When you sustain an injury due to another person’s negligence, the law permits you to collect damages for pain, suffering, and monetary losses if you can demonstrate that your injuries were the result of that person’s unreasonable conduct. Proving damages can be complicated when the injured party has a pre-existing condition that was aggravated or reemerged as a result of the accident. When you have a pre-existing condition, there are additional considerations that can impact your case.
Establishing a Case with a Pre-Existing Condition
A person injured in an accident is generally entitled to compensation for the exacerbation of pre-existing conditions. This means that recovery is available for pre-existing conditions to the degree that they are worsened by the actions of the defendant. This may not be limited to physical injuries; plaintiffs can potentially recover damages for mental health conditions and emotional trauma as well. This requires the injured party to establish the extent of the severity of the condition prior to the incident. Your past medical history and profile will be necessary to prove that the accident contributed to a worsening of the condition and a deterioration in your health and quality of life.
“Take Your Victim as You Find Him”
The “eggshell skull rule” provides that even if the resulting injuries were more extreme than could have been anticipated by the conduct, the negligent party is liable for all the consequences of his actions. This means that the defendant is responsible for all of the outcomes of his conduct even if a pre-existing vulnerability made the outcome significantly worse for the injured party. The defendant does not owe an elevated duty of care to a vulnerable party, but he is required to take the plaintiff “as is,” which includes underlying and sometimes hidden health conditions. In the end, the court decides whether the eggshell skull rule applies and if it does, the jury takes it into account when calculating damages.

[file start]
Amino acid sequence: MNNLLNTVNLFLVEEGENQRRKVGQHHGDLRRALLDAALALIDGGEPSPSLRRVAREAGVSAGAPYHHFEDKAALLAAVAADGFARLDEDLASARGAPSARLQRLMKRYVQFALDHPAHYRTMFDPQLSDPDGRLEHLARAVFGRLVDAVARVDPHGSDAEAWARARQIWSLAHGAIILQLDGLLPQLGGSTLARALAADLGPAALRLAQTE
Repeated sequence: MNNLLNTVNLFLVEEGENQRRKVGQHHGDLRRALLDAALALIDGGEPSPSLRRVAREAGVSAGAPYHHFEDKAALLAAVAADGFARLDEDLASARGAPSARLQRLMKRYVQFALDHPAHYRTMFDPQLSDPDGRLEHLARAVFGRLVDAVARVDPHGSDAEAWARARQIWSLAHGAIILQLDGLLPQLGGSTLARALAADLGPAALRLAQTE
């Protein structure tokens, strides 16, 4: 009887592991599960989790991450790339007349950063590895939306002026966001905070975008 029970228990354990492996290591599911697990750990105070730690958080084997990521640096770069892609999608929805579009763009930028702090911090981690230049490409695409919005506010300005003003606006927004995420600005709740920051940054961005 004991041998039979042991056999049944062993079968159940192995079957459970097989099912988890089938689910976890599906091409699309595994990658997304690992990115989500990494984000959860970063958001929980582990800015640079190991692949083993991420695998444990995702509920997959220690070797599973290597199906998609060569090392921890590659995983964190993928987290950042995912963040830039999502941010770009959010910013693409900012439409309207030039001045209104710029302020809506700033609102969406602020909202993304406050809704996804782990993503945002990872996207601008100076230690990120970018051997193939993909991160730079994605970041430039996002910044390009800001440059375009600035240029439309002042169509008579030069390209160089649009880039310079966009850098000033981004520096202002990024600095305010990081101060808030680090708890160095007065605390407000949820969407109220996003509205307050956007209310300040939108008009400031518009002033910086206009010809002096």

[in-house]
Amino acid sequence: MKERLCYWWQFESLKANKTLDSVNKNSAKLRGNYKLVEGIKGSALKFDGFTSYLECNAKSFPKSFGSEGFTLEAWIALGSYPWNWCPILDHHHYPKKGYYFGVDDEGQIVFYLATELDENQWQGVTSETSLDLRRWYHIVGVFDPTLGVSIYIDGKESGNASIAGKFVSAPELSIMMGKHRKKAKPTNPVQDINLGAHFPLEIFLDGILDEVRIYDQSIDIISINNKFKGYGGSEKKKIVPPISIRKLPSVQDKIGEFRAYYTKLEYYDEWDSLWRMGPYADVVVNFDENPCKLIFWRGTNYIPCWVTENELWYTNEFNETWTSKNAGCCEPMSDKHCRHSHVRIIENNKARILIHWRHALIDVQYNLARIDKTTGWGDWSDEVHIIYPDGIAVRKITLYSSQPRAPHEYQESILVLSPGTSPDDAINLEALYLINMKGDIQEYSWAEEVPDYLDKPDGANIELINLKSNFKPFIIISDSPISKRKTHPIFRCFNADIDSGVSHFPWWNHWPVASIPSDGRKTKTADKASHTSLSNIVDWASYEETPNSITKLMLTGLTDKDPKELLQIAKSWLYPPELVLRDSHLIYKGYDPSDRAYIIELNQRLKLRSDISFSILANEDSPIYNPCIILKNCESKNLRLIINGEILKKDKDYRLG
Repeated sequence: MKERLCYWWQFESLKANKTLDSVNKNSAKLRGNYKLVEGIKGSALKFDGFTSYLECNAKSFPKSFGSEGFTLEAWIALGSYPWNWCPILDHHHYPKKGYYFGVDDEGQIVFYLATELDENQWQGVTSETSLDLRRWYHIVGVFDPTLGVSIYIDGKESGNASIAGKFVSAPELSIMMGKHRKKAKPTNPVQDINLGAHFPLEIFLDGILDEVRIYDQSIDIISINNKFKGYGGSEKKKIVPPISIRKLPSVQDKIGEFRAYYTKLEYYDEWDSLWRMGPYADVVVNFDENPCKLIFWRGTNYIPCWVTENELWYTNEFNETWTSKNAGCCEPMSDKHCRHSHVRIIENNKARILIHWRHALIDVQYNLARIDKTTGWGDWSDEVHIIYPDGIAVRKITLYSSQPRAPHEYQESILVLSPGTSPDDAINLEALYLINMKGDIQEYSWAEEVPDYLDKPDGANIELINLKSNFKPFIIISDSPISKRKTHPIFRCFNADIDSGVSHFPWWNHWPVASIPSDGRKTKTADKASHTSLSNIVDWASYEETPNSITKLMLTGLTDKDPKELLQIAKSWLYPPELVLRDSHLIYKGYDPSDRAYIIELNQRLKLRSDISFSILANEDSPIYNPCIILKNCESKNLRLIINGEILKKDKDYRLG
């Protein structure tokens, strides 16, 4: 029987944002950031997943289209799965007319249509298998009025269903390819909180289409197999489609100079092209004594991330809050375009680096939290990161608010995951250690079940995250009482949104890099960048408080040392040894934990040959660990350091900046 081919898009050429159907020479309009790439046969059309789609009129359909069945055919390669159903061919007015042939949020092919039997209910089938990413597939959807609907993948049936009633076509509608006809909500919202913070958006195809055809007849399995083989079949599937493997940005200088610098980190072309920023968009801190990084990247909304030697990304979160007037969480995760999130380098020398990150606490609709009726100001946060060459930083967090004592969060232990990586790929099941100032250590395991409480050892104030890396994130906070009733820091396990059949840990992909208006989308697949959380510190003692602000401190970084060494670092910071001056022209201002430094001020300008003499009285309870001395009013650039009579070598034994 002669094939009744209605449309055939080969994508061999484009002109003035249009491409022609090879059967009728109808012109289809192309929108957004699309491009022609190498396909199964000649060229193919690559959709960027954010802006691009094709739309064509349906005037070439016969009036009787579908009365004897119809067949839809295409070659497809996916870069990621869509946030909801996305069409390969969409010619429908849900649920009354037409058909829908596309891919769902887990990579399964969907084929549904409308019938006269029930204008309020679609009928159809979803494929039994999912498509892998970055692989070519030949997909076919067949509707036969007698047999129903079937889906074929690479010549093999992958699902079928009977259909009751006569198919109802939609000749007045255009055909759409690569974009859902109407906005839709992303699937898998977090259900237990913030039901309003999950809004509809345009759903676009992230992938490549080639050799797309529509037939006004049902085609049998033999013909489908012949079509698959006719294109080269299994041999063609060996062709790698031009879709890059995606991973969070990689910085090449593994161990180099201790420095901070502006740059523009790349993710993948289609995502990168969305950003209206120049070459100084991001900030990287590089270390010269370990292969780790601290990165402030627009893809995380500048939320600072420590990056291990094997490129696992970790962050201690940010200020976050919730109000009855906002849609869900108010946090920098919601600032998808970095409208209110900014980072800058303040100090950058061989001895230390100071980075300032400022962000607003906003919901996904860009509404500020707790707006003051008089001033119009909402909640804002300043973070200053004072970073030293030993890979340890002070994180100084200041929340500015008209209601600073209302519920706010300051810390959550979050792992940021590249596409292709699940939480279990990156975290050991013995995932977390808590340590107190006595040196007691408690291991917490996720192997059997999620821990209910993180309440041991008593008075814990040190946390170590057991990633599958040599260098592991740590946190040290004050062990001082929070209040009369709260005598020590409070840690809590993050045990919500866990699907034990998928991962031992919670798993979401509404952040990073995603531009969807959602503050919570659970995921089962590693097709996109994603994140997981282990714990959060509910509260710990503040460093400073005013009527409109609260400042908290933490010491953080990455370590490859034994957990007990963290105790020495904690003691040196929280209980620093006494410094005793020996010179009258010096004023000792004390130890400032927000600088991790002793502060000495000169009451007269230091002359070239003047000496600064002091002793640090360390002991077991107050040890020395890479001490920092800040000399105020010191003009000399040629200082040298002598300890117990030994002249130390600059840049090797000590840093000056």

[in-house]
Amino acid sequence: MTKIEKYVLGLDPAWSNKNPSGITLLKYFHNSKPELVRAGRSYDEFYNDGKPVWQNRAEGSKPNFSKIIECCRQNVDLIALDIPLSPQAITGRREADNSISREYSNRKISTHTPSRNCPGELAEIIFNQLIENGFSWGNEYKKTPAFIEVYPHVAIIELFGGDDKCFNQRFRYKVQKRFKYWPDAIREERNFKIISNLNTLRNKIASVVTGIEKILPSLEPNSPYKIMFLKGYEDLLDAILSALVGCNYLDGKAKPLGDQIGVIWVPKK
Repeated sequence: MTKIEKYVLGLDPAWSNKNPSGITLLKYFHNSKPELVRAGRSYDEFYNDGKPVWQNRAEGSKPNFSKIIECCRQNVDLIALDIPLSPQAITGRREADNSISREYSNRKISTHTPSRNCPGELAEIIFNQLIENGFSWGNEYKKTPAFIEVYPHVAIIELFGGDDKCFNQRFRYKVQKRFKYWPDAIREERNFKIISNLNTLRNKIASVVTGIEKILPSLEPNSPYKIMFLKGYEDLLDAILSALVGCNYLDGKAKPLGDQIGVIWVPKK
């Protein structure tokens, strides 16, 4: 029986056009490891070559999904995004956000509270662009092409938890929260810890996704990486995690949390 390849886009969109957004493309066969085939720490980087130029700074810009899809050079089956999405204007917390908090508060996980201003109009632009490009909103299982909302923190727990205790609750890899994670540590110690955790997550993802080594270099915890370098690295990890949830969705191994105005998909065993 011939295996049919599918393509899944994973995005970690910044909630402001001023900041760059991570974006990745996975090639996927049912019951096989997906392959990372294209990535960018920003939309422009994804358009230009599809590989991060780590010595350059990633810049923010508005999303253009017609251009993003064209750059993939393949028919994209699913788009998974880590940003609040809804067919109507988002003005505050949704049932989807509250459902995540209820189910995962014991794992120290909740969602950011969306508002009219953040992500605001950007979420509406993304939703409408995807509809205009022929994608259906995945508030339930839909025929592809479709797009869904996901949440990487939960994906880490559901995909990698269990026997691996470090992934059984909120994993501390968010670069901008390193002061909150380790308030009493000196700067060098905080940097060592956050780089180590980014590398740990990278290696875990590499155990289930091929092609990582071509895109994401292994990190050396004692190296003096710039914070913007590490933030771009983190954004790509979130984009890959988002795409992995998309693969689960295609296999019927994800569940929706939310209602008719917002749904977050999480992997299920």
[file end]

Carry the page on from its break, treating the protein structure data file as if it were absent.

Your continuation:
Insurance Companies May Attribute Injury to Pre-Existing Condition
If you have a pre-existing condition, you are likely to have enough medical data to show that you have a condition that is harmful to your health. At the same time, insurance companies can and will use this information to argue that your current issues are due to the pre-existing condition and not a result of the defendant’s negligent actions. It is important to discuss your case with a personal injury attorney due to the complexity of these legal issues.
If you or a member of your family suffered injury or death as a result of negligence or a defective automobile, contact the attorneys Alexander Law Group, LLP. Our exceptional personal injury lawyers will answer your questions and get you the maximum compensation that is possible. Call 888.777.1776 or contact us online.